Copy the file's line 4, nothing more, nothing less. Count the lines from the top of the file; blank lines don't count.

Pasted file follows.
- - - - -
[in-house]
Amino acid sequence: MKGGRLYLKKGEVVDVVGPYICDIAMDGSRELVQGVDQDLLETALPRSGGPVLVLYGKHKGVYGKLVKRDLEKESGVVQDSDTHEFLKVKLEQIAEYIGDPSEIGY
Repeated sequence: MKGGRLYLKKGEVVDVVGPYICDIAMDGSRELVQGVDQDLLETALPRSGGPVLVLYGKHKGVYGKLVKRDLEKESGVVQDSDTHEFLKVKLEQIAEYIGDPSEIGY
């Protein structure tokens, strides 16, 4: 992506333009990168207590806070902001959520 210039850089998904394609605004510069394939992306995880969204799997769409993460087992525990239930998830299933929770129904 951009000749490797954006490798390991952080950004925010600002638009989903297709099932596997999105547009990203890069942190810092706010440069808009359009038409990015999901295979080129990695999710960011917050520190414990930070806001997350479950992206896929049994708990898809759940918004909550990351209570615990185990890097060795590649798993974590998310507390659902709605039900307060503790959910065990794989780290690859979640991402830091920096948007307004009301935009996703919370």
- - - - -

């Protein structure tokens, strides 16, 4: 992506333009990168207590806070902001959520 210039850089998904394609605004510069394939992306995880969204799997769409993460087992525990239930998830299933929770129904 951009000749490797954006490798390991952080950004925010600002638009989903297709099932596997999105547009990203890069942190810092706010440069808009359009038409990015999901295979080129990695999710960011917050520190414990930070806001997350479950992206896929049994708990898809759940918004909550990351209570615990185990890097060795590649798993974590998310507390659902709605039900307060503790959910065990794989780290690859979640991402830091920096948007307004009301935009996703919370």